WordPress contributor teams recently released Theme Sniffer and WP Theme Auditor, tools that help developers to create themes that adhere to coding and accessibility best practices.
There are thousands of free WordPress themes and thousands more premium themes. Some are excellent, and some are terrible, but most are somewhere in-between on the quality scale. Installing a theme that isn’t coded correctly can cause security or user experience problems, which is why the WordPress project is careful what it lets onto the theme repository.
However, the most diligent theme checkers can’t catch every problematic theme, so lower-quality themes sometimes make it through, especially on premium theme marketplaces that may not be as careful as the WordPress Repository team.
Developers don’t set out to make themes that cause problems. Most want to create a theme that is useful, beautiful, and secure. Problem themes are the result of less experienced developers who don’t understand what is required of a WordPress theme or don’t have the WordPress and PHP skills to create a theme that ticks all the boxes.
Poor-quality themes create a negative user experience, and that’s not good for the WordPress project, which wants interactions with WordPress to be as pleasant as possible. One way to achieve the goal of theme excellence is to provide high-quality documentation for developers. Another is to create tools to help developers spot issues and fix them before they become a problem to users.
Theme Sniffer was recently released by the Theme Review Team. It analyzes a theme’s code to see whether it adheres to WordPress coding conventions, a set of rules the WordPress project believes should be followed by anyone who develops a WordPress theme.
The rules say how PHP files should be indented, whether single or double quotes should be used, how database queries should be formatted, and more. This might seem trivial, but coding standards help developers to maintain consistency throughout their projects, provide guidance about how to handle certain coding dilemmas, and make it easier for developers to collaborate — something that is particularly important for open source projects.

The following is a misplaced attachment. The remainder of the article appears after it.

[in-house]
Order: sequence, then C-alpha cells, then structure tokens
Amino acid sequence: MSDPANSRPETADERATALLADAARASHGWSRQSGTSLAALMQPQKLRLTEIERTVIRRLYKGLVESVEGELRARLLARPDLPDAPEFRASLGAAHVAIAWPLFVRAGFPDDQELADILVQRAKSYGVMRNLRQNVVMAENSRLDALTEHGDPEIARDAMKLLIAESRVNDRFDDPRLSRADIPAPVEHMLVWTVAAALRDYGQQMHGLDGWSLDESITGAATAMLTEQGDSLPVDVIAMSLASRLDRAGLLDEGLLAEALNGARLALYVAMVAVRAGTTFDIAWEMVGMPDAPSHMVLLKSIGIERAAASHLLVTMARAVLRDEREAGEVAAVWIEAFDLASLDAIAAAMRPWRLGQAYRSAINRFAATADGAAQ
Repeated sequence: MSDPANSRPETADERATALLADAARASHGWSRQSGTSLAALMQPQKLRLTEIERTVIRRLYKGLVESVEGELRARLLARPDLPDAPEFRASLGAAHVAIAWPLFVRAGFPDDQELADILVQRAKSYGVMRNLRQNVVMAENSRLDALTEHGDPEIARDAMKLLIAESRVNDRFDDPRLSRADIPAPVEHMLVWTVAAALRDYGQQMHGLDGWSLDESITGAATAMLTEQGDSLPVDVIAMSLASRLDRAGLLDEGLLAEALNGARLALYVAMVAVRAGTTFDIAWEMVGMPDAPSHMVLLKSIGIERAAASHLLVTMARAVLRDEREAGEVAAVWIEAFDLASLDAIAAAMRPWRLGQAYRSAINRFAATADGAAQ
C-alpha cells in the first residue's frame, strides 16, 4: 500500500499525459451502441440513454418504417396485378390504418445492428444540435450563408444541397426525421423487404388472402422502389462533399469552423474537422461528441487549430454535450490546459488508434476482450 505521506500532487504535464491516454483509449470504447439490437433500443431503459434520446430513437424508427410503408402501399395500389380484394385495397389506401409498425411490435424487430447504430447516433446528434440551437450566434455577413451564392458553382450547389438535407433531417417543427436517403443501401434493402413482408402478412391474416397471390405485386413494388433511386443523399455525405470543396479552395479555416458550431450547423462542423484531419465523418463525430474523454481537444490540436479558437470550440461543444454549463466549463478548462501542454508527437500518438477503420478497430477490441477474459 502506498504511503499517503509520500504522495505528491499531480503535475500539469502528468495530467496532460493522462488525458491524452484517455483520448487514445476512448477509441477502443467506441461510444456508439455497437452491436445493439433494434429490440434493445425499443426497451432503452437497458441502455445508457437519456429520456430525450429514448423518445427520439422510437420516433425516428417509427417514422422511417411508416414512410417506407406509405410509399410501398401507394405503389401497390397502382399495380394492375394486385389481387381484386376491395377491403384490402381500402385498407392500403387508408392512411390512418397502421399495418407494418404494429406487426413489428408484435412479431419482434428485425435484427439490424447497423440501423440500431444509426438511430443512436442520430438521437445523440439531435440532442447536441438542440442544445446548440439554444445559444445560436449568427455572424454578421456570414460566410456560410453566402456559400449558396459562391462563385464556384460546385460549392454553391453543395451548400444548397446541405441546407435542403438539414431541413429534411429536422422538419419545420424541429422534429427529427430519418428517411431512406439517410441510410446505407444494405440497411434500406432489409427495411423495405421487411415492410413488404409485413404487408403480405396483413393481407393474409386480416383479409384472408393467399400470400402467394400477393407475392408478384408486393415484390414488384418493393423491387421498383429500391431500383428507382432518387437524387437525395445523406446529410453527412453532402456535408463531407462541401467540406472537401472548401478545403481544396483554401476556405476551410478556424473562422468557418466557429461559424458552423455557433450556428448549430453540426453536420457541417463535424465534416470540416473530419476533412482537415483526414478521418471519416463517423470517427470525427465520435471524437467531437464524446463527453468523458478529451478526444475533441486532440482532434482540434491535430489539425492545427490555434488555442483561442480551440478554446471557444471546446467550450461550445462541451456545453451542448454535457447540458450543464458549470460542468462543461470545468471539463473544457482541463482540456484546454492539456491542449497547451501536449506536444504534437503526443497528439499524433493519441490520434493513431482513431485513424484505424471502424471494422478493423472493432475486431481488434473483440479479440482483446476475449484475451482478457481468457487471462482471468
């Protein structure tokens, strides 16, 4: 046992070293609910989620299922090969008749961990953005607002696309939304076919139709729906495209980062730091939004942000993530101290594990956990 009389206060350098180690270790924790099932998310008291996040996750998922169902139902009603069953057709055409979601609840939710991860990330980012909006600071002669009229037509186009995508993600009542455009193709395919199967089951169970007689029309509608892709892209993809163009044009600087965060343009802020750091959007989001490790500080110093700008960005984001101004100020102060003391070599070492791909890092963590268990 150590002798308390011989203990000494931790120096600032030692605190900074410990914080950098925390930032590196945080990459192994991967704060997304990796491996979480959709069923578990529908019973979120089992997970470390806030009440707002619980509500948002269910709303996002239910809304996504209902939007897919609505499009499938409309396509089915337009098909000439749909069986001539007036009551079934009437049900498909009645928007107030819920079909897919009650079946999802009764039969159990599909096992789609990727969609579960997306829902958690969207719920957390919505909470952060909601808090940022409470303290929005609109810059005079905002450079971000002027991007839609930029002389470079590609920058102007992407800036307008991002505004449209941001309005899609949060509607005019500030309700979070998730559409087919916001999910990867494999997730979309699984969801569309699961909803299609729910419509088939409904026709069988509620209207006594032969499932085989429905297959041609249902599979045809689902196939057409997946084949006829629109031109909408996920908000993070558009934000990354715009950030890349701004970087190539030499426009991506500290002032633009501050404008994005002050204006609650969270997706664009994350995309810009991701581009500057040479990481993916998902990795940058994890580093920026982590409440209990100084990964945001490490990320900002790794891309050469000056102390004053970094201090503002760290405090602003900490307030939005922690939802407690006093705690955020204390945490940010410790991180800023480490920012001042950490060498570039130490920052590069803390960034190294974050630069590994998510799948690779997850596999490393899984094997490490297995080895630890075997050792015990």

Accessibility is a particular problem for WordPress themes. Many themes that appear to be well-made pose problems for users with accessibility issues because the developer doesn’t follow accessibility best practices.
WP Theme Auditor is an NPM tool that examines WordPress themes with the aXe API, which includes tests to make sure a theme doesn’t provide a negative experience to people who have accessibility issues, including people who use WordPress via the keyboard or a screen reader.
Theme Check is a plugin that automatically tests themes for compliance with the official theme review standards. This one is particularly important because theme reviewers use it before allowing themes onto the official WordPress theme repository. If your theme doesn’t pass these tests, it may be rejected.
We’ve discussed the Theme Check plugin before, so take a look at our earlier post for a more in-depth discussion.
Automated testing helps developers to find coding and design mistakes before they’re released into the wild. The tools we’ve discussed make it easier for developers to create themes that are delightful to use.
Every product starts with an idea, but good ideas are rare. There is a long road between a spark of inspiration and a profitable product. Investing in a product idea that goes nowhere is dangerous. Few retailers can afford to manufacture or buy products that sit on warehouse shelves for months. For every dud product, there is a product which might have sold well if only the retailer hadn’t wasted their time and money on an idea that didn’t work out.
Product evaluation tries to sort the winners from the duds early enough to avoid a wasted investment.
Is The Product Idea Feasible?
Ideas may fall at the first hurdle because there is a challenge that is too difficult or expensive to overcome. It’s better to find these challenges in the early stages of planning, rather than later when money has been spent.
For example, you are inspired to build an eCommerce business around direct-from-the-farm strawberry delivery. There may be a market for fresh strawberries, but there are also challenges. Sourcing strawberries from farms is a complex logistical operation. Strawberries spoil quickly, so short delivery timelines are essential. They should be stored in chilled warehouses and transported on chilled trucks, which is expensive. It’s not a bad idea, but it may involve a substantial capital investment that makes it impractical.